Background: Few studies have used dietary pattern analysis, a useful method to summarize dietary intake, in adolescents. Objective: Examine sociodemographic and socioenvironmental correlates of habitual dietary patterns. Design: Data for this cross-sectional/prospective analysis were drawn from Project EAT (Eating Among Teens), a population-based study. Subjects/setting: Project EAT-I (Time 1), collected data on 4,746 adolescents in 1998-1999. Project EAT-II (Time 2) resurveyed 53% (n=2,516) of the original cohort 5 years later in 2003-2004. Dietary intake was assessed using the Youth/Adolescent Food Frequency Questionnaire. Main outcome measures/statistical analysis performed: Factor analysis identified four dietary patterns at Time 1 (vegetable, fruit, starchy food, and snack food) and Time 2 (vegetable and fruit, fast food, starchy food, and snack food). Linear regression was used to examine the relationship of Time 1 socioeconomic status and race (mutually adjusted) on factor scores for each dietary pattern, and then of Time 1 socioenvironmental characteristics (adjusted for socioeconomic status and race) on these factor scores. Results: In prospective analyses, socioeconomic status, family meal frequency, and home availability of healthy food were positively associated with the vegetable and fruit and starchy food patterns and inversely associated with the fast food pattern. Home availability of unhealthy food was inversely associated with the vegetable and fruit and starchy food patterns and positively associated with the fast food and snack food patterns. Maternal, paternal, and peer support for healthy eating were positively associated with the vegetable and fruit pattern and inversely associated with the fast food pattern. Similar associations were seen in cross-sectional analyses. Conclusions: Multiple correlates of dietary patterns were identified. Health professionals should target these factors to improve the dietary quality of habitual eating practices in adolescents by encouraging parents to decrease home availability of unhealthy food while increasing availability of healthy food, family meal frequency, and parental support for healthy eating.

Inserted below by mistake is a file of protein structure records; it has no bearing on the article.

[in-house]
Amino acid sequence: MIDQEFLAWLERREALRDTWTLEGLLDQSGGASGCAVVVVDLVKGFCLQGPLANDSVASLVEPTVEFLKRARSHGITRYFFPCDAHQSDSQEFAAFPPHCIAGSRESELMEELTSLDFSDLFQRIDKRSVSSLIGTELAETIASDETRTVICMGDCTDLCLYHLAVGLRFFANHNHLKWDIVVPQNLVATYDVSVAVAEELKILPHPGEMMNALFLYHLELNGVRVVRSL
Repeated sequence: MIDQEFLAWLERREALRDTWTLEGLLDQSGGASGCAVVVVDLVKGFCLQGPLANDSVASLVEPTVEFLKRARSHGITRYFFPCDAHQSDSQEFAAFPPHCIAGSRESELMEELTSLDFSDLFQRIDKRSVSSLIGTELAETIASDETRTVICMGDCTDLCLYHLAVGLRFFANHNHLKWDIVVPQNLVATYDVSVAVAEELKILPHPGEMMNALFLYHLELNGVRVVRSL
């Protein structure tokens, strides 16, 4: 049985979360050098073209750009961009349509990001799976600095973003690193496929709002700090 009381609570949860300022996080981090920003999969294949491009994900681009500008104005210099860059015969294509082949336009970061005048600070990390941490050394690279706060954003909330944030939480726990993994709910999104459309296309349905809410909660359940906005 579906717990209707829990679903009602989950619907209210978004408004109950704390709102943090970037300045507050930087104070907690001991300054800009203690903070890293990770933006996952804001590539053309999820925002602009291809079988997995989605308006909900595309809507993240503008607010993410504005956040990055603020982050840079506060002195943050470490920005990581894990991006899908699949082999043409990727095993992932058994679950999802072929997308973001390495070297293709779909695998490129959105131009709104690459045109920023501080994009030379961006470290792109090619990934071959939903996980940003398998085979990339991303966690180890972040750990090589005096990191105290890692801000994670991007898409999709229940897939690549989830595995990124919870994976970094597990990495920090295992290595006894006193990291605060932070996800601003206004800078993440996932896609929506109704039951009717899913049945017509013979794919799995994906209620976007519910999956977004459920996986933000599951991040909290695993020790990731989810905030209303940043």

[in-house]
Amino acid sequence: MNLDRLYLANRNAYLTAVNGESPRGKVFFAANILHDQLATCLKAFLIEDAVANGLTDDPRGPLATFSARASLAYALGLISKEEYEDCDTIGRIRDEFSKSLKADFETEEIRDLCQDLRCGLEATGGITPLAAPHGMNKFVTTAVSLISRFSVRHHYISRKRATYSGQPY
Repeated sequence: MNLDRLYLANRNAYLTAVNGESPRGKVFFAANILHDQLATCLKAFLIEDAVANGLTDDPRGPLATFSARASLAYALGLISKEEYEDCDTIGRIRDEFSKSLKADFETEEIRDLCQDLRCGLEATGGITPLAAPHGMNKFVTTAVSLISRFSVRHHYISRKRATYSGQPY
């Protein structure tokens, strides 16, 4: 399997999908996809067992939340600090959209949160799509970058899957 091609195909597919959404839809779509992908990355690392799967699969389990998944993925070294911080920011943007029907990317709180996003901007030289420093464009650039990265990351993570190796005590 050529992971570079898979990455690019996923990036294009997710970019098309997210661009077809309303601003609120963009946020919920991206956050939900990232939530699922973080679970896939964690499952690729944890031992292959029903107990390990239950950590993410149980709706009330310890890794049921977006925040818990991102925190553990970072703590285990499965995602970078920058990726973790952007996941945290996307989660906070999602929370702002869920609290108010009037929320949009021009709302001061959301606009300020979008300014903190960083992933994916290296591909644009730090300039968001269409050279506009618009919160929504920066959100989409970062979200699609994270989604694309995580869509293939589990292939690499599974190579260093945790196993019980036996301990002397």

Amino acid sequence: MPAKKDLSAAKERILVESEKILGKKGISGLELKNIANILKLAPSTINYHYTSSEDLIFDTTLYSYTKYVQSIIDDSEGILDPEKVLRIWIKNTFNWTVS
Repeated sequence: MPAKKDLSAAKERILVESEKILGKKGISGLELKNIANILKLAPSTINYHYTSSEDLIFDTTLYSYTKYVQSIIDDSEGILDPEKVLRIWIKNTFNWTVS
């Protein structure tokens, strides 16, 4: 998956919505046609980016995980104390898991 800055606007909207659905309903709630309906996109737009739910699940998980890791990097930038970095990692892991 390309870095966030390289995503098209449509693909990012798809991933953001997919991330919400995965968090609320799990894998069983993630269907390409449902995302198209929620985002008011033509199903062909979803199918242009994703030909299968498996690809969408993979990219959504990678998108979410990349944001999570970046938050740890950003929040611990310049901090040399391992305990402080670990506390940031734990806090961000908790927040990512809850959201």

Bibliographical noteFunding Information:
FUNDING/SUPPORT: This study was supported by grant no. R40 MC 00319 from the Maternal and Child Health Bureau (Title V Social Security Act), Health Resources and Service Administration, Department of Health and Human Services . The first author was supported in part by the Adolescent Health Protection Program (School of Nursing, University of Minnesota) grant no. T01-DP000112 from the Centers for Disease Control and Prevention . The contents of this article are solely the responsibility of the authors and do not necessarily represent the official views of the Centers for Disease Control and Prevention.